Coronary surgery in patients with peripheral vascular disease: effect of avoiding cardiopulmonary bypass

Shishir Karthik, Ghassan Musleh, Antony D Grayson, Daniel J M Keenan, D Mark Pullan, Walid C Dihmis, Ragheb Hasan, Brian M Fabri
Annals of Thoracic Surgery 2004, 77 (4): 1245-9

BACKGROUND: An increasing number of patients with peripheral vascular disease are undergoing coronary artery bypass grafting. Such patients have an increased risk of adverse outcomes. Our aim was to quantify the effect of avoiding cardiopulmonary bypass in this group of patients.

METHODS: Between April 1997 and March 2002, 3,771 consecutive patients underwent coronary artery bypass grafting performed by five surgeons. Four hundred and twenty-two (11.2%) had peripheral vascular disease and of these, 211 (50%) received off-pump surgery. We used multivariate logistic regression analysis to assess the effect of off-pump surgery on in-hospital mortality and morbidity, while adjusting for treatment selection bias. Treatment selection bias was controlled for by constructing a propensity score, which was the probability of receiving off-pump surgery and included core patient characteristics. The C statistic for this model was 0.8.

RESULTS: Off-pump patients were more likely to have preoperative renal dysfunction, previous gastrointestinal surgery, and less extensive disease. The left internal mammary artery was used more in off-pump compared to on-pump cases (90.1% vs 82.9%; p = 0.033). In the univariate analyses, off-pump patients were less likely to have a postoperative stroke (p = 0.007), and had shorter postoperative hospital stays (p < 0.001). However, the incidence of new atrial arrhythmia was higher (p = 0.028). After adjustment for differences in case-mix (propensity score), avoidance of cardiopulmonary bypass was still associated with a significant reduction in postoperative stroke (adjusted odds ratio 0.09 [95% confidence interval 0.02 to 0.50]; p = 0.005), and shorter postoperative hospital stay (p = 0.001).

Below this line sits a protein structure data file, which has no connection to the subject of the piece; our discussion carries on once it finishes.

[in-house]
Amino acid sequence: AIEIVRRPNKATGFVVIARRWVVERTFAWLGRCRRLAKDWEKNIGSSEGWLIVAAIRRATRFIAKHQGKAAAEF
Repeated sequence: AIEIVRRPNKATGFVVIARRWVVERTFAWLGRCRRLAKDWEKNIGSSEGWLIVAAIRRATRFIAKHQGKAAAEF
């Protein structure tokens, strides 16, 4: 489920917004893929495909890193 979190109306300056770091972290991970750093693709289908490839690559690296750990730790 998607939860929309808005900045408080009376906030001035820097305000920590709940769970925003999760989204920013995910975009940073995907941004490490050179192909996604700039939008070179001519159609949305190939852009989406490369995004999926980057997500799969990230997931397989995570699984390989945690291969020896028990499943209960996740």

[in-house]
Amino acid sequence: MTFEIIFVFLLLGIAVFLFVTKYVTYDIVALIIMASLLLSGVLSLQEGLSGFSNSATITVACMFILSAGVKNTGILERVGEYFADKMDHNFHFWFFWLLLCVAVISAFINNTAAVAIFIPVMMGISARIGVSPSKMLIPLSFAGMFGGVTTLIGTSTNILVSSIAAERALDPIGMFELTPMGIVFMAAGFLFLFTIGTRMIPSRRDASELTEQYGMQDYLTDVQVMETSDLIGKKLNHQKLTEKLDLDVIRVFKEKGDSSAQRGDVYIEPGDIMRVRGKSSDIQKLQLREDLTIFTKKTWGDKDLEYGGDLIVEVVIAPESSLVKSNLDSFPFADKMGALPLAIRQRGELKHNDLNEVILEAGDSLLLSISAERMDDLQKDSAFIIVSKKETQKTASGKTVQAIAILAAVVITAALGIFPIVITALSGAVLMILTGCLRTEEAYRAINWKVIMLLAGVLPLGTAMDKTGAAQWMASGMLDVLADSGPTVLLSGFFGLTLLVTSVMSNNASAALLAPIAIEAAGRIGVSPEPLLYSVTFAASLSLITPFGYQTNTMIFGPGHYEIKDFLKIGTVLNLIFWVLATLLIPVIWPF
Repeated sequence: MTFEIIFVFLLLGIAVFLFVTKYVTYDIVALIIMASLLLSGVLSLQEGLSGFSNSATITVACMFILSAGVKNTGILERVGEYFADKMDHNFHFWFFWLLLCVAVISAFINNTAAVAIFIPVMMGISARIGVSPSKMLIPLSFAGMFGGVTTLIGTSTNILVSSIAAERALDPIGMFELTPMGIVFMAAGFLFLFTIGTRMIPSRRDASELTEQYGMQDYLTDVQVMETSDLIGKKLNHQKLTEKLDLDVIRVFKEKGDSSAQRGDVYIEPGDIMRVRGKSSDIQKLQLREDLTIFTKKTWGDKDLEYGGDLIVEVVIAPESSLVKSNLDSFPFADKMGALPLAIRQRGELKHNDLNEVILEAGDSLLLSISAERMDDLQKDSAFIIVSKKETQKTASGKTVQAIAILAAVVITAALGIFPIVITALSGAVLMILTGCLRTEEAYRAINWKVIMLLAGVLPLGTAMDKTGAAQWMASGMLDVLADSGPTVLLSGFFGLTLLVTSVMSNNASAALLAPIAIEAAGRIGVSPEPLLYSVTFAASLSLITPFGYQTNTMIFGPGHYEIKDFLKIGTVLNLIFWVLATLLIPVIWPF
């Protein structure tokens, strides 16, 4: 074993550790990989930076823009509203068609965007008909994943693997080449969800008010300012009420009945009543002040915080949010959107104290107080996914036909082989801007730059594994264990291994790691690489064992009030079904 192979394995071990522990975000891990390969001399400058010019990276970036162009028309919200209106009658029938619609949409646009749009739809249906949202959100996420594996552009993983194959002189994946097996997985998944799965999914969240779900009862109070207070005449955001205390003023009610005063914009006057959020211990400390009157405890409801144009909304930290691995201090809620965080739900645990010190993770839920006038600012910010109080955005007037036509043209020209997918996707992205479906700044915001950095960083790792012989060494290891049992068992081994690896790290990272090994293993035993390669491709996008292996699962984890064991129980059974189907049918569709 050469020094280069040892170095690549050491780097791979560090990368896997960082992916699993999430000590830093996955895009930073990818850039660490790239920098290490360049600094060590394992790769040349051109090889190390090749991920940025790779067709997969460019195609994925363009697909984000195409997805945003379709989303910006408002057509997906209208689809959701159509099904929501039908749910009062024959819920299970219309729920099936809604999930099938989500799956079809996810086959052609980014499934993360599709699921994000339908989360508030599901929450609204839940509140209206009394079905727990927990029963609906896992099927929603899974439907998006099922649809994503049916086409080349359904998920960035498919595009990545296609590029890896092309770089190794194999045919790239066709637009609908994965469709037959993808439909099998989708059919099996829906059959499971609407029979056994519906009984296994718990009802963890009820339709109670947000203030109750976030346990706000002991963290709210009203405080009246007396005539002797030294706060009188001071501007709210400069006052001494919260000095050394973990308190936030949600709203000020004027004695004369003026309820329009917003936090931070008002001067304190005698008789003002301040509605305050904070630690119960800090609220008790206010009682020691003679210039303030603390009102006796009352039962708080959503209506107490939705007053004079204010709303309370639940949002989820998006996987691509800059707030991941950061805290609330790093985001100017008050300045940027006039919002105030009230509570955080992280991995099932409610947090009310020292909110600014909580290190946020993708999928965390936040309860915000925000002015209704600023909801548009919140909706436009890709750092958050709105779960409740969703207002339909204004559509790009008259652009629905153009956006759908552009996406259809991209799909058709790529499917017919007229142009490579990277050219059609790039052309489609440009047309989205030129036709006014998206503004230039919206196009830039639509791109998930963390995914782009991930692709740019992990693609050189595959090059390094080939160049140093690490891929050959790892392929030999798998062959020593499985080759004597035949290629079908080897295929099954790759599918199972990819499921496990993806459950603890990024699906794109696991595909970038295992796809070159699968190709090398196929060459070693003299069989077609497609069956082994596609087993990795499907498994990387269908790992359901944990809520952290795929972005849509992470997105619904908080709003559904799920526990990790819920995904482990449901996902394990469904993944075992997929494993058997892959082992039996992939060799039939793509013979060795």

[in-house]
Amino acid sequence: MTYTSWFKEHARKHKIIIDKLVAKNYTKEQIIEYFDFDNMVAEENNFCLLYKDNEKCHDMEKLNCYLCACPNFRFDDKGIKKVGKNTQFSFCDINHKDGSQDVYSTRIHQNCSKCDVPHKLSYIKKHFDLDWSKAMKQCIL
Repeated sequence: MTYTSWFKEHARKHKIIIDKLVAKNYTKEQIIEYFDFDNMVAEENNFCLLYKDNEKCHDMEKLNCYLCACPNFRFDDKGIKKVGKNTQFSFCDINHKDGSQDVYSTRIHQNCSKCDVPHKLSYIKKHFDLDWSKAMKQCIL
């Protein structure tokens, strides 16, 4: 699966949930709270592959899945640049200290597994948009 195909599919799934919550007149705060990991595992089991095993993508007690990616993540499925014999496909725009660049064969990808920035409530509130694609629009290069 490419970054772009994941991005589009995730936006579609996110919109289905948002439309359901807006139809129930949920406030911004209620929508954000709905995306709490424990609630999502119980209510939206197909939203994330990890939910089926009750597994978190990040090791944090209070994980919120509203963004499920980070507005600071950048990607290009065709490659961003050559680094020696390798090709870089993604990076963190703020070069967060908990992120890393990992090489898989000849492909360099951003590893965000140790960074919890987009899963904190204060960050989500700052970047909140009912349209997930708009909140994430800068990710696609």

CONCLUSIONS: Off-pump coronary surgery is safe in patients with peripheral vascular disease, with acceptable results. The incidence of postoperative stroke is substantially reduced when avoiding cardiopulmonary bypass in patients with peripheral vascular disease.

Full Text Links

Find Full Text Links for this Article


You are not logged in. Sign Up or Log In to join the discussion.

Related Papers

Remove bar
Read by QxMD icon Read

Save your favorite articles in one place with a free QxMD account.


Search Tips

Use Boolean operators: AND/OR

diabetic AND foot
diabetes OR diabetic

Exclude a word using the 'minus' sign

Virchow -triad

Use Parentheses

water AND (cup OR glass)

Add an asterisk (*) at end of a word to include word stems

Neuro* will search for Neurology, Neuroscientist, Neurological, and so on

Use quotes to search for an exact phrase

"primary prevention of cancer"
(heart or cardiac or cardio*) AND arrest -"American Heart Association"